Kamienica Fukierowska
Kamienica obecnie. Fot. Tilman2007, CC BY-SA 4.0, via Wikimedia Commons

The Fukierowska Tenement House – a treasure of Warsaw’s Old Town

The Fukierowska Tenement House, located between the Old Town Square and Piwna Street, is one of the most beautiful and interesting tenements in Warsaw. In 1810 it became the property of the merchant Fukier family and since then it has been home to a popular wine bar and the cellars store the beverage. The tenement house was largely destroyed in 1944. It was rebuilt between 1947 and 1953 according to a design from the late 18th century. The rooms of the wine cellar are reminiscent of early classicism.

In the 15th century there were two wooden houses on the site now occupied by the tenement. In 1552, they were replaced by a brick tenement built for George Korb. The brick from which it was built still had Gothic features. The cellars and the basement of the house were adapted for the wine trade, which was successfully dealt with by its owner. As a result of a renovation carried out in 1647, the front part gained a connection to the outbuilding by means of porches. After reconstruction in 1718, it gained a fourth storey and the cloistered courtyard was given its final shape.

The Fukierowska Tenement House in 1930. Source: Digital Library of the Warsaw University of Technology

In 1782, on the recommendation of the next owner of the tenement, the merchant Jakub Rabe, the tenement was rebuilt in the spirit of classicism by Szymon Bogumił Zug, one of the most eminent architects of the time of Stanislaw Augustus. The building received new façades from the Market Square and Piwna Street. At the same time, the hall on the first floor was decorated with paintings destroyed during World War II. In 1810, the tenement house became the property of the Fukier merchant family and since then it has been home to a popular wine bar, and in the connected 15th-century cellars, wine warehouses where some of the world’s most valuable liquors were stored.

The damaged Fukier tenement in the 1940s and today. Source: NAC – National Digital Archive and Scotch Mist, CC BY-SA 3.0, via Wikimedia Commons

A Fukier coat of arms (two lilies) with the initials of its then owner Florian Fukier was added to the stone portal leading to the building from the market square, which survives to this day. In 1910-1912 Henryk Fukier commissioned Wladyslaw Marconi and Jaroslaw Wojciechowski to renovate the courtyard with the creation of a small lapidarium. The tenement house was later renovated and decorated several more times, becoming a very popular and constantly vibrant place. It owed its fame to its restaurant with a pump room of excellent wine, to which distinguished guests visiting Warsaw were often taken.

A fragment of the ruins of the Old Town Square, Fukier’s winery visible. Source: Warsaw 1945 Emilia Borecka & Leonard Sempoliński Państwowe Wydawnictwo Naukowe Warsaw 1975 and Scotch Mist, CC BY-SA 3.0, via Wikimedia Commons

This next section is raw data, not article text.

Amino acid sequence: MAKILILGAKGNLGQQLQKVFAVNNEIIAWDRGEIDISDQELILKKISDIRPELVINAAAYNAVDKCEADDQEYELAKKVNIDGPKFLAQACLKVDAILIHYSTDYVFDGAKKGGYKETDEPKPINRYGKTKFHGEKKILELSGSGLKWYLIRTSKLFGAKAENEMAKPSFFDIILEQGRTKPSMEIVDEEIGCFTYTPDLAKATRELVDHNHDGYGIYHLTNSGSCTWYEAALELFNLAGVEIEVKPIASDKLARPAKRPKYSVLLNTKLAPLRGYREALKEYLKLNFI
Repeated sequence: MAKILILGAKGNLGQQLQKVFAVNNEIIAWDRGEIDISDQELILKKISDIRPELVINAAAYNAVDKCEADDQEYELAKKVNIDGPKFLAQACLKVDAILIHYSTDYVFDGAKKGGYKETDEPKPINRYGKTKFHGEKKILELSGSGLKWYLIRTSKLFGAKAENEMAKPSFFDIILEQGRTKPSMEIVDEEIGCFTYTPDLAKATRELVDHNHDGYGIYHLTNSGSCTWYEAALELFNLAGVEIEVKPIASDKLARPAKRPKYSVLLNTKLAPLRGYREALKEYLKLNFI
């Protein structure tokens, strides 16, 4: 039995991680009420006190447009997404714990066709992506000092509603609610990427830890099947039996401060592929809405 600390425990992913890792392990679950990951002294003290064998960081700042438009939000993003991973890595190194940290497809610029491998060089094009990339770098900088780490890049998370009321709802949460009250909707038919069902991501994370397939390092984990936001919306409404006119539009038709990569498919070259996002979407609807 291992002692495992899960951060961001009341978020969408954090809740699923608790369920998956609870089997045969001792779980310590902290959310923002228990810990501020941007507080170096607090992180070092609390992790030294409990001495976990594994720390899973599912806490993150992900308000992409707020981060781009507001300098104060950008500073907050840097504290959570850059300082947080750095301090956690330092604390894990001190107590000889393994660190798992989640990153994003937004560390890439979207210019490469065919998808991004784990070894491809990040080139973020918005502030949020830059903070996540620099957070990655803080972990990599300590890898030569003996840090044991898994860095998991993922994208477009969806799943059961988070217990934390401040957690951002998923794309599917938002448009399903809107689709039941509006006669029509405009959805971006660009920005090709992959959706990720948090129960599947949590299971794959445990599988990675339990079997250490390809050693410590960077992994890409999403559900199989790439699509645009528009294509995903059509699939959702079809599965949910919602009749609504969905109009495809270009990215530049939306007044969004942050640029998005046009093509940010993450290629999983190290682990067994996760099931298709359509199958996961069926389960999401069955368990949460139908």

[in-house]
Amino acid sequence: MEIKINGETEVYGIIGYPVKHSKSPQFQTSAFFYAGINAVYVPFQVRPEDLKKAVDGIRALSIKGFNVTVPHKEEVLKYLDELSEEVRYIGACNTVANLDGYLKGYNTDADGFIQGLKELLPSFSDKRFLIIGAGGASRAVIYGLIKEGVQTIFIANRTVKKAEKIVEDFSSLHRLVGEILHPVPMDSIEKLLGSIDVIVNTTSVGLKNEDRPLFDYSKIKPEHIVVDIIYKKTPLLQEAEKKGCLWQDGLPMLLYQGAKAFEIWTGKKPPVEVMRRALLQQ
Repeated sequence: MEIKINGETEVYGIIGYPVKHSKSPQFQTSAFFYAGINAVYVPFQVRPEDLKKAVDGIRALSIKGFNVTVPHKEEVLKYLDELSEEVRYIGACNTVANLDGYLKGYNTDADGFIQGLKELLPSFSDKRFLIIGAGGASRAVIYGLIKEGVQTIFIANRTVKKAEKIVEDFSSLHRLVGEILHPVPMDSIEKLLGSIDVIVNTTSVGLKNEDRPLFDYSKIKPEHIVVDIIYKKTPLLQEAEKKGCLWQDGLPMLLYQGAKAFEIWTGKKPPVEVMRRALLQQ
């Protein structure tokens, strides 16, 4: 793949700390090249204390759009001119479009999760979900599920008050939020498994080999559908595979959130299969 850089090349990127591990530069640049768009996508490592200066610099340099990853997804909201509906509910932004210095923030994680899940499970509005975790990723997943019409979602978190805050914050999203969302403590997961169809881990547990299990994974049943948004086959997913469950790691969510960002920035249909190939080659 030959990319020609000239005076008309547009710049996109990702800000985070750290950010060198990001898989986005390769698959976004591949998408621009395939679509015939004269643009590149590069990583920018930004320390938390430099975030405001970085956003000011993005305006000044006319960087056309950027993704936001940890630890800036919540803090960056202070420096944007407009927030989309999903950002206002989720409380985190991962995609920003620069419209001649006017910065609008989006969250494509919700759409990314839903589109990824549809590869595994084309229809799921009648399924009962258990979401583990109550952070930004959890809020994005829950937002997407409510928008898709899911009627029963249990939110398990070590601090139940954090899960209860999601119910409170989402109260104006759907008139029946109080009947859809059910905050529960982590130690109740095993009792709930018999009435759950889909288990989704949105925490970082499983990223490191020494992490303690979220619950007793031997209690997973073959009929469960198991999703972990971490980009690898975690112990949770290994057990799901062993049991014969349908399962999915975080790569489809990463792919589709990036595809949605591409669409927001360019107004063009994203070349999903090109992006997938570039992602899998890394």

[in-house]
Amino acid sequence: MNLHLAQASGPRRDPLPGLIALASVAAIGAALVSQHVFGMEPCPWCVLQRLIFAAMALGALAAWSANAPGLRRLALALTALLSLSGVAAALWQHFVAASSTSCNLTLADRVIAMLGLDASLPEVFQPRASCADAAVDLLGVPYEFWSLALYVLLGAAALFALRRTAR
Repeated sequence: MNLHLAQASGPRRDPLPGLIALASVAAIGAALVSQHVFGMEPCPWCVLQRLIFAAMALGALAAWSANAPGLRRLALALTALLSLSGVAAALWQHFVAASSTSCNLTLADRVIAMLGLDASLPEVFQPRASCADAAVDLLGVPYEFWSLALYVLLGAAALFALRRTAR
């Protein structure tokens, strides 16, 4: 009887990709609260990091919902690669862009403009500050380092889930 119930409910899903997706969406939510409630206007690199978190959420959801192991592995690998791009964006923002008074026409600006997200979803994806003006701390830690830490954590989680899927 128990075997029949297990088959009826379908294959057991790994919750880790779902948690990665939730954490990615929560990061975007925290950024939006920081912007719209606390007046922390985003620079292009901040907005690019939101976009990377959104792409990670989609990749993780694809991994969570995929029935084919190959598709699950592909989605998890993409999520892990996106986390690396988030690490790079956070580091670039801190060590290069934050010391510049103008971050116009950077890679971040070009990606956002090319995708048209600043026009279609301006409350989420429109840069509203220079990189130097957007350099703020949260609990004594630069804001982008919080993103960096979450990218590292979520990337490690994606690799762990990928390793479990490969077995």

The end of the famous Old Town pub’s heyday came with the outbreak of World War II, when the Nazis plundered the fukier cellars after occupying Warsaw. The tenement itself was damaged in 1939 and extensively destroyed in 1944. Losses were estimated at over 50%. The cellars, fragments of the ground floor walls, portals and part of the ground floor vaults survived. Rebuilt between 1947 and 1953 to a design by Wacław Podlewski, it received a body imitating that of the late 18th century, as well as contemporary decorations, including a painting inspired by the kontusz belt pattern on the façade.

The Fukierowska Tenement House in 1950 and 2017. Photo by Henryk Jurko, Public domain, via Wikimedia Commons and Tilman2007, CC BY-SA 4.0, via Wikimedia Commons

The interiors have been redesigned, except that the ground floor has been reconstructed to its pre-1944 state and refers to early classicism. The annex on Piwna Street was rebuilt between 1953 and 1955. In the Renaissance courtyard, the arcades and porches were restored according to their 1912 state. The vestibule contains a small wooden shiplap and a merchant’s emblem. The tenement still has a very spacious, famous cellar.

Entrance to the tenement. Photo by ZeroJeden, CC BY-SA 3.0 EN, via Wikimedia Commons

The reconstructed building houses the headquarters of the Association of Art Historians, one of the oldest associations in Poland. The ground floor of the tenement is occupied by the famous “U Fukier” restaurant owned by Magda Gessler.

In 1965, the tenement house was entered in the register of monuments.

Source: shs.pl, warszawska.info

Also read: tenement | Warsaw | Architecture in Poland | Curiosities | whiteMAD on Instagram

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